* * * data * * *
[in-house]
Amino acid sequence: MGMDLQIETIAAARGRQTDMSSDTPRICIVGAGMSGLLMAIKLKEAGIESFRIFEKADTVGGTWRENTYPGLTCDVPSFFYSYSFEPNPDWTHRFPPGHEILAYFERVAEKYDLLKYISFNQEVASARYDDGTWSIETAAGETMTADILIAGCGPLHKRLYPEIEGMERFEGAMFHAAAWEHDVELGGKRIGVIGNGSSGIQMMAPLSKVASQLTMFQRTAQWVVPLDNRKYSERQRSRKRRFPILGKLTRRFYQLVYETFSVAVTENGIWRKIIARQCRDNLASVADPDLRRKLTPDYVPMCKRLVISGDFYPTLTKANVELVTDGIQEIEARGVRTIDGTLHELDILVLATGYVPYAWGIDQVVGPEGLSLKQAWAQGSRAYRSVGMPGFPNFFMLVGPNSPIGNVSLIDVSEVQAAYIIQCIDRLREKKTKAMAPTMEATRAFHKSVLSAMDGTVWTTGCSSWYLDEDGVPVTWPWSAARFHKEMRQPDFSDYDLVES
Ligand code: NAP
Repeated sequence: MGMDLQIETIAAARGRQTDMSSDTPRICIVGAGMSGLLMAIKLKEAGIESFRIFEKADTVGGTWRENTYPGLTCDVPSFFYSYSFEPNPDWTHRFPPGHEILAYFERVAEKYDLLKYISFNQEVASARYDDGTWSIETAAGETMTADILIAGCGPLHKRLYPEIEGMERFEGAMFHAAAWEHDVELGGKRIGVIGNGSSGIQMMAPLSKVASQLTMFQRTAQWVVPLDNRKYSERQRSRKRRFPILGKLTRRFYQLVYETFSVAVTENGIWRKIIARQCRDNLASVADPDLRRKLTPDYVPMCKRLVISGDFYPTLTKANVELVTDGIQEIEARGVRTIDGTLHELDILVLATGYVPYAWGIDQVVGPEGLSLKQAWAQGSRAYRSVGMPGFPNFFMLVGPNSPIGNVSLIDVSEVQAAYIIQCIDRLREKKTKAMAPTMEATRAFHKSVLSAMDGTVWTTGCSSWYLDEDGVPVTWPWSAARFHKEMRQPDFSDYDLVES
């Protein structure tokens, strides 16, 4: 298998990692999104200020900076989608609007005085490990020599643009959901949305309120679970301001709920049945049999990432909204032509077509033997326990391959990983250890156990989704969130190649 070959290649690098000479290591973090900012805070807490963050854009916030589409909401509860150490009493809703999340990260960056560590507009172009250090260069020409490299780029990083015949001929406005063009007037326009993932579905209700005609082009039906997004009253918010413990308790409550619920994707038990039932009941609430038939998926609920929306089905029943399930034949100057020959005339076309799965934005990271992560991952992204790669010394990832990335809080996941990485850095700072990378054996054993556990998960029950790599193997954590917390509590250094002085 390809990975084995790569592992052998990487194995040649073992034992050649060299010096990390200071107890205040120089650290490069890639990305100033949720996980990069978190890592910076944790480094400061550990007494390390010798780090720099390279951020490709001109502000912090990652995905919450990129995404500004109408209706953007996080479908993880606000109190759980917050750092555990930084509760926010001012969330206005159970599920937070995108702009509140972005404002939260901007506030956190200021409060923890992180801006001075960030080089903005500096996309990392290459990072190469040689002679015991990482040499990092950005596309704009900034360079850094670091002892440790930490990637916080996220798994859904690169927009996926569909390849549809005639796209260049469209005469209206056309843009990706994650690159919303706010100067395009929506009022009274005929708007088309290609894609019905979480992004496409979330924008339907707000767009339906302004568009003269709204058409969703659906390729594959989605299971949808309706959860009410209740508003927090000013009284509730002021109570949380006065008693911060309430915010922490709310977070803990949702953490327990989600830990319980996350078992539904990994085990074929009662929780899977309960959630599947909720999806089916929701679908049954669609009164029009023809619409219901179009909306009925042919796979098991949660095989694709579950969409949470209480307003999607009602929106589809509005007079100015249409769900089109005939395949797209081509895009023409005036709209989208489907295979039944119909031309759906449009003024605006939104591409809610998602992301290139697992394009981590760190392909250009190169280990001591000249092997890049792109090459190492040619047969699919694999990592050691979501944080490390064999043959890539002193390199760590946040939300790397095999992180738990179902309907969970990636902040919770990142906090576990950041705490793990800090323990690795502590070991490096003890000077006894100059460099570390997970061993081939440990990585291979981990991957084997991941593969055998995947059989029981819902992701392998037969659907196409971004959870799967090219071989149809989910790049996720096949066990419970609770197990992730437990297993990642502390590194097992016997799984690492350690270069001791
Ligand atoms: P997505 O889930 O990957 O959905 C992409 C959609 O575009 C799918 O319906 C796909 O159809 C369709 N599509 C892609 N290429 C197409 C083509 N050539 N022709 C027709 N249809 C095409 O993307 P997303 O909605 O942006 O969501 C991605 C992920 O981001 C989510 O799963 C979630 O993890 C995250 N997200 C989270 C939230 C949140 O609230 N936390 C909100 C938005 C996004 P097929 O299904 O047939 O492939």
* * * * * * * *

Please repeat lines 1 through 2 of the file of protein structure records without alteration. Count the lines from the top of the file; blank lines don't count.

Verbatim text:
[in-house]
Amino acid sequence: MGMDLQIETIAAARGRQTDMSSDTPRICIVGAGMSGLLMAIKLKEAGIESFRIFEKADTVGGTWRENTYPGLTCDVPSFFYSYSFEPNPDWTHRFPPGHEILAYFERVAEKYDLLKYISFNQEVASARYDDGTWSIETAAGETMTADILIAGCGPLHKRLYPEIEGMERFEGAMFHAAAWEHDVELGGKRIGVIGNGSSGIQMMAPLSKVASQLTMFQRTAQWVVPLDNRKYSERQRSRKRRFPILGKLTRRFYQLVYETFSVAVTENGIWRKIIARQCRDNLASVADPDLRRKLTPDYVPMCKRLVISGDFYPTLTKANVELVTDGIQEIEARGVRTIDGTLHELDILVLATGYVPYAWGIDQVVGPEGLSLKQAWAQGSRAYRSVGMPGFPNFFMLVGPNSPIGNVSLIDVSEVQAAYIIQCIDRLREKKTKAMAPTMEATRAFHKSVLSAMDGTVWTTGCSSWYLDEDGVPVTWPWSAARFHKEMRQPDFSDYDLVES